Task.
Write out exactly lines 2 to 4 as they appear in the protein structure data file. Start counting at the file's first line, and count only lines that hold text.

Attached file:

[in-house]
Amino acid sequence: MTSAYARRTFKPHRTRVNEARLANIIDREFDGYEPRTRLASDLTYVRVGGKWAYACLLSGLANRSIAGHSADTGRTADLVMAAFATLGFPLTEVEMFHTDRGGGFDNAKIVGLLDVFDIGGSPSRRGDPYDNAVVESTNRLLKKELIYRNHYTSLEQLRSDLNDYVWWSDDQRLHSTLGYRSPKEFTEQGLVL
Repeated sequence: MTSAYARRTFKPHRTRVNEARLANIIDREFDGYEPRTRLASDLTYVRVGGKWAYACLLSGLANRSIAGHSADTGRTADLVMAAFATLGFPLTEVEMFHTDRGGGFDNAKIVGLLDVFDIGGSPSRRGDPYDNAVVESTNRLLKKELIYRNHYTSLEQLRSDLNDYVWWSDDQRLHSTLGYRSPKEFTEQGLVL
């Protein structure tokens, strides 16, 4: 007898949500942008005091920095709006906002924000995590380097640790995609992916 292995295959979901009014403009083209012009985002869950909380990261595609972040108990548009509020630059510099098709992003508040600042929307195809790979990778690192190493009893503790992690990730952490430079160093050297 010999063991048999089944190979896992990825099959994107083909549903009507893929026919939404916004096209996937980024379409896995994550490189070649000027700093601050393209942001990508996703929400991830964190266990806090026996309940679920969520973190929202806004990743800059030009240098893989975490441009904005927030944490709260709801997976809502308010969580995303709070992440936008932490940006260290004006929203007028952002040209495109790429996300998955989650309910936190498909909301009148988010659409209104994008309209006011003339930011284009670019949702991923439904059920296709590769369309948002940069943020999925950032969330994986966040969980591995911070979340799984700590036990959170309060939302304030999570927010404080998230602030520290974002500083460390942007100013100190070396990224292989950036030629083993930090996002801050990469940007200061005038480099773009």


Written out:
Amino acid sequence: MTSAYARRTFKPHRTRVNEARLANIIDREFDGYEPRTRLASDLTYVRVGGKWAYACLLSGLANRSIAGHSADTGRTADLVMAAFATLGFPLTEVEMFHTDRGGGFDNAKIVGLLDVFDIGGSPSRRGDPYDNAVVESTNRLLKKELIYRNHYTSLEQLRSDLNDYVWWSDDQRLHSTLGYRSPKEFTEQGLVL
Repeated sequence: MTSAYARRTFKPHRTRVNEARLANIIDREFDGYEPRTRLASDLTYVRVGGKWAYACLLSGLANRSIAGHSADTGRTADLVMAAFATLGFPLTEVEMFHTDRGGGFDNAKIVGLLDVFDIGGSPSRRGDPYDNAVVESTNRLLKKELIYRNHYTSLEQLRSDLNDYVWWSDDQRLHSTLGYRSPKEFTEQGLVL
């Protein structure tokens, strides 16, 4: 007898949500942008005091920095709006906002924000995590380097640790995609992916 292995295959979901009014403009083209012009985002869950909380990261595609972040108990548009509020630059510099098709992003508040600042929307195809790979990778690192190493009893503790992690990730952490430079160093050297 010999063991048999089944190979896992990825099959994107083909549903009507893929026919939404916004096209996937980024379409896995994550490189070649000027700093601050393209942001990508996703929400991830964190266990806090026996309940679920969520973190929202806004990743800059030009240098893989975490441009904005927030944490709260709801997976809502308010969580995303709070992440936008932490940006260290004006929203007028952002040209495109790429996300998955989650309910936190498909909301009148988010659409209104994008309209006011003339930011284009670019949702991923439904059920296709590769369309948002940069943020999925950032969330994986966040969980591995911070979340799984700590036990959170309060939302304030999570927010404080998230602030520290974002500083460390942007100013100190070396990224292989950036030629083993930090996002801050990469940007200061005038480099773009």